Bug of <= operator?

Discussion in 'Perl Misc' started by Haikun, Jun 9, 2006.

  1. Haikun

    Haikun Guest

    Dear folks,

    I'm not sure if this is a bug of the less than "<=" operator, but the
    following piece of code looks like a mystery to me.

    ==== code snippet start =============
    #!/usr/bin/perl -w

    use strict;
    use warnings;

    my $start = 0.001;
    my $step = 0.001;

    for( my $i=$start; $i <= 0.009; $i+=$step){
    print "$i\n";
    }
    ==== code snippet end ==============

    The output is
    0.001
    0.002
    0.003
    0.004
    0.005
    0.006
    0.007
    0.008

    and 0.009 is missing from the output. If I change "<=" in the for
    clause to "le", the output becomes expected.
    0.001
    0.002
    0.003
    0.004
    0.005
    0.006
    0.007
    0.008
    0.009

    I know this looks impossible. But if you take a try you'll see it. I'm
    using the latest perl 5.8.8 on Windows.

    Thanks,
    Haikun
     
    Haikun, Jun 9, 2006
    #1
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  2. Haikun

    David Squire Guest

    Haikun wrote:
    > Dear folks,
    >
    > I'm not sure if this is a bug of the less than "<=" operator, but the
    > following piece of code looks like a mystery to me.


    Time to read the FAQ on the (necessarily approximate) binary floating
    point representation of decimal numbers. In Perl or any other language
    compiled to run on hardware based on binary representations.

    perldoc -q decimal

    Regards,

    DS


    >
    > ==== code snippet start =============
    > #!/usr/bin/perl -w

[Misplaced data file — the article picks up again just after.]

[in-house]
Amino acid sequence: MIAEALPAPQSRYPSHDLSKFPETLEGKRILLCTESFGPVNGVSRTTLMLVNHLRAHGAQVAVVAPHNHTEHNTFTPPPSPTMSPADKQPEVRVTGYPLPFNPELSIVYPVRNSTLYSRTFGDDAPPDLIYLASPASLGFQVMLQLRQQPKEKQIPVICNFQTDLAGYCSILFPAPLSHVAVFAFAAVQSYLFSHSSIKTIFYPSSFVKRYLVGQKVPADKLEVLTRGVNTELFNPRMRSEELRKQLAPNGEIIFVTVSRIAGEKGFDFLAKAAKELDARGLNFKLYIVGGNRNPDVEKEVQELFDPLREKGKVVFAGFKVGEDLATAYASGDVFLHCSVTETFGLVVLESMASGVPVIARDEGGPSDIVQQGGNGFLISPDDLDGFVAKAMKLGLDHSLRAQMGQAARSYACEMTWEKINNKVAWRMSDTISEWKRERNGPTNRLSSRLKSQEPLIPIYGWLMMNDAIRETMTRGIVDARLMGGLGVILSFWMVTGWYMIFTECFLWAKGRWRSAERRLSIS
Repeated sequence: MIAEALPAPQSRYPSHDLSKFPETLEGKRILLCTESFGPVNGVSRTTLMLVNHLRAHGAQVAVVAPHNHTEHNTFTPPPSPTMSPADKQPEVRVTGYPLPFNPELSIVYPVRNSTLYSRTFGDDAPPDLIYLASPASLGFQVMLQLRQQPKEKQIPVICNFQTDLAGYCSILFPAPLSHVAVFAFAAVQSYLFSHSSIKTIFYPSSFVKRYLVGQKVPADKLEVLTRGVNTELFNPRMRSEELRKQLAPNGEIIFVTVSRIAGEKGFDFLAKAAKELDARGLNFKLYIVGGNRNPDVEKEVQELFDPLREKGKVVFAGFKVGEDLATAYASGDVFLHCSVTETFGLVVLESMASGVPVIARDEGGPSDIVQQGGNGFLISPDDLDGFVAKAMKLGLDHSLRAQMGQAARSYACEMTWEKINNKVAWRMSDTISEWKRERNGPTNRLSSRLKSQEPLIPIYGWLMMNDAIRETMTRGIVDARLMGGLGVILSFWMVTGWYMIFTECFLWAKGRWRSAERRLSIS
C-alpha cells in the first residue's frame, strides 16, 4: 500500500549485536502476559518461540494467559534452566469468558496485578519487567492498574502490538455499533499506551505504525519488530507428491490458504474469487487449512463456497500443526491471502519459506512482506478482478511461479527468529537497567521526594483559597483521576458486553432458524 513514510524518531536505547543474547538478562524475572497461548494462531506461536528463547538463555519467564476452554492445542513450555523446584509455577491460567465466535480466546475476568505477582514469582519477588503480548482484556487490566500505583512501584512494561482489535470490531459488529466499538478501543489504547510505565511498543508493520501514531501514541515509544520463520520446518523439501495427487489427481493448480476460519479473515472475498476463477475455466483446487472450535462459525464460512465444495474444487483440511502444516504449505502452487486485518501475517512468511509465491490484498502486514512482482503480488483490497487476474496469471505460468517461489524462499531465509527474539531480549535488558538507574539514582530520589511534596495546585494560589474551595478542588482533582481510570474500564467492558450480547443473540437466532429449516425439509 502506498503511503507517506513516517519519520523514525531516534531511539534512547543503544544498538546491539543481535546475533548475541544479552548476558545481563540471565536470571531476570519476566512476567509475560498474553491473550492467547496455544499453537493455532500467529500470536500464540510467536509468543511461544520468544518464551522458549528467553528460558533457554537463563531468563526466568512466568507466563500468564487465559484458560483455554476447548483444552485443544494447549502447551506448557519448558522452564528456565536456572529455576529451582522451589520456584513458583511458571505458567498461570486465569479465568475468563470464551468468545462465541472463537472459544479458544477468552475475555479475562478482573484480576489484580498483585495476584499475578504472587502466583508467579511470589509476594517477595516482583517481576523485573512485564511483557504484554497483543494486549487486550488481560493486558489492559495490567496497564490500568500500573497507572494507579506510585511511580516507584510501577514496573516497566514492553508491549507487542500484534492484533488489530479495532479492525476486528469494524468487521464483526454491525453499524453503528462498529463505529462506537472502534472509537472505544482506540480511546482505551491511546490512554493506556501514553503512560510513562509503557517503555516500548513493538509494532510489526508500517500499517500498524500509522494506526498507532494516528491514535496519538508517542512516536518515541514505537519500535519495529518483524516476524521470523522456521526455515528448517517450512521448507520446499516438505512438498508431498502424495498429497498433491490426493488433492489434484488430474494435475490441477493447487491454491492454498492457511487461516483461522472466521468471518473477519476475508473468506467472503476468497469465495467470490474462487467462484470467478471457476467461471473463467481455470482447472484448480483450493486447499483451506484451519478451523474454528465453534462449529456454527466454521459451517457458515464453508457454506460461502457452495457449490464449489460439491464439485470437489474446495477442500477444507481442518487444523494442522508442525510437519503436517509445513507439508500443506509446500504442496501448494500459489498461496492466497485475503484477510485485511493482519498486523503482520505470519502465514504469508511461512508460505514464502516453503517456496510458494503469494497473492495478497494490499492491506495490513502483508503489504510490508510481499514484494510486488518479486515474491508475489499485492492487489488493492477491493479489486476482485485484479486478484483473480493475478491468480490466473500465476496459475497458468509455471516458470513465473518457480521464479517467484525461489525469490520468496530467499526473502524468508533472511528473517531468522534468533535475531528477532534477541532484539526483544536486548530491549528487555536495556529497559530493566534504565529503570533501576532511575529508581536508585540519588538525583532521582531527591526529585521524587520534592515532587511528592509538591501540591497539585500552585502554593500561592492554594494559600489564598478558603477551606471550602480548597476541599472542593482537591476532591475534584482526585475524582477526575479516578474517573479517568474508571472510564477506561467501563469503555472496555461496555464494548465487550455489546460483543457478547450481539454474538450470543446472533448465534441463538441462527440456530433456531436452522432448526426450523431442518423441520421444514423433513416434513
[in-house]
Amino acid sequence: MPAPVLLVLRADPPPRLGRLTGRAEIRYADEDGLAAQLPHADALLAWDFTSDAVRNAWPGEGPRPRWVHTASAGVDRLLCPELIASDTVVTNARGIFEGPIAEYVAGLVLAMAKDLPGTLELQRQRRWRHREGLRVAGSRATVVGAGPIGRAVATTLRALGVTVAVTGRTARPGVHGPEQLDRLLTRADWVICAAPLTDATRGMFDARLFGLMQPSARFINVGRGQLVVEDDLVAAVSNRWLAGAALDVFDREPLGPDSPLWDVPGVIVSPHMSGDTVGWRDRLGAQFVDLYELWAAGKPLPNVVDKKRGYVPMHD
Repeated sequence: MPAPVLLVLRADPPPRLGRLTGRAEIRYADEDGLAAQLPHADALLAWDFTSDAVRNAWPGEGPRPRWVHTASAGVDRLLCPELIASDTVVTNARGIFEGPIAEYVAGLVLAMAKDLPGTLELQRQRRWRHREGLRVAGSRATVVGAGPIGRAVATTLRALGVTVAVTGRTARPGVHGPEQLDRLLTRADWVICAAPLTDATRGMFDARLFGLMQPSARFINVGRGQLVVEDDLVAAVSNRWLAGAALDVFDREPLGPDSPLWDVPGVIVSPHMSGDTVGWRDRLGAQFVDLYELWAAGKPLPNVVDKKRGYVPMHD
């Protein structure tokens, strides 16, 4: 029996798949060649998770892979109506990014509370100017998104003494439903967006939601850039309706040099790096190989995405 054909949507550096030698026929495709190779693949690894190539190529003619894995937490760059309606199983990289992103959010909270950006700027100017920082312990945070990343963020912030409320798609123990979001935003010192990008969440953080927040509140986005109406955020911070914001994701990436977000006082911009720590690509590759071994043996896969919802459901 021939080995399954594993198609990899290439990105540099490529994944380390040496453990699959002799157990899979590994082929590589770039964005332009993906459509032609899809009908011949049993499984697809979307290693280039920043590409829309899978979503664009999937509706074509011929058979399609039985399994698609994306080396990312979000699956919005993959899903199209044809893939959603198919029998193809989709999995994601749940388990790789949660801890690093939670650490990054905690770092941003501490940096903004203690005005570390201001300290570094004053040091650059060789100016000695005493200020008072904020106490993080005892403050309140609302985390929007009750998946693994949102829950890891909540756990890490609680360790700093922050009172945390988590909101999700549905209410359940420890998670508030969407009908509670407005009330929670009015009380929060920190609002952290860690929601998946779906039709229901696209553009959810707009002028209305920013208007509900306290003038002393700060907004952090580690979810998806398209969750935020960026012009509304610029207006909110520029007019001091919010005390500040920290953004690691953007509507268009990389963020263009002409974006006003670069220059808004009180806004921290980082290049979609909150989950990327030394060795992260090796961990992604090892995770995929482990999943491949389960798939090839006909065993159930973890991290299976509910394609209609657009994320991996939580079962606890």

>
    > use strict;
    > use warnings;
    >
    > my $start = 0.001;
    > my $step = 0.001;
    >
    > for( my $i=$start; $i <= 0.009; $i+=$step){
    > print "$i\n";
    > }
    > ==== code snippet end ==============
    >
    > The output is
    > 0.001
    > 0.002
    > 0.003
    > 0.004
    > 0.005
    > 0.006
    > 0.007
    > 0.008
    >
    > and 0.009 is missing from the output. If I change "<=" in the for
    > clause to "le", the output becomes expected.
    > 0.001
    > 0.002
    > 0.003
    > 0.004
    > 0.005
    > 0.006
    > 0.007
    > 0.008
    > 0.009
    >
    > I know this looks impossible. But if you take a try you'll see it. I'm
    > using the latest perl 5.8.8 on Windows.
    >
    > Thanks,
    > Haikun
    >
     
    David Squire, Jun 9, 2006
    #2
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  3. Haikun wrote:
    >
    > I'm not sure if this is a bug of the less than "<=" operator, but the
    > following piece of code looks like a mystery to me.


    No, this is not a bug, that is the way that floating point numbers work on
    binary computers.


    John
    --
    use Perl;
    program
    fulfillment
     
    John W. Krahn, Jun 9, 2006
    #3
  4. Haikun

    David Squire Guest

    David Squire wrote:
    > Haikun wrote:
    >> Dear folks,
    >>
    >> I'm not sure if this is a bug of the less than "<=" operator, but the
    >> following piece of code looks like a mystery to me.

    >
    > Time to read the FAQ on the (necessarily approximate) binary floating
    > point representation of decimal numbers. In Perl or any other language
    > compiled to run on hardware based on binary representations.
    >
    > perldoc -q decimal
    >
    >>
    >> ==== code snippet start =============
    >> #!/usr/bin/perl -w
    >>
    >> use strict;
    >> use warnings;
    >>
    >> my $start = 0.001;
    >> my $step = 0.001;
    >>
    >> for( my $i=$start; $i <= 0.009; $i+=$step){
    >> print "$i\n";
    >> }
    >> ==== code snippet end ==============
    >>


    Perhaps this will help to convince:

    ----

    #!/usr/bin/perl
    use strict;
    use warnings;

    my $start = 0.001;
    my $step = 0.001;
    my $eps = 1e-10;

    my $count = 0;
    for( my $i=$start; $i <= 0.009 + $eps; $i+=$step){
    print "$i\n";
    $count++;
    print "\$count = $count\n";
    }

    ----

    Output:

    0.001
    $count = 1
    0.002
    $count = 2
    0.003
    $count = 3
    0.004
    $count = 4
    0.005
    $count = 5
    0.006
    $count = 6
    0.007
    $count = 7
    0.008
    $count = 8
    0.009
    $count = 9


    Regards,

    DS
     
    David Squire, Jun 9, 2006
    #4
  5. Haikun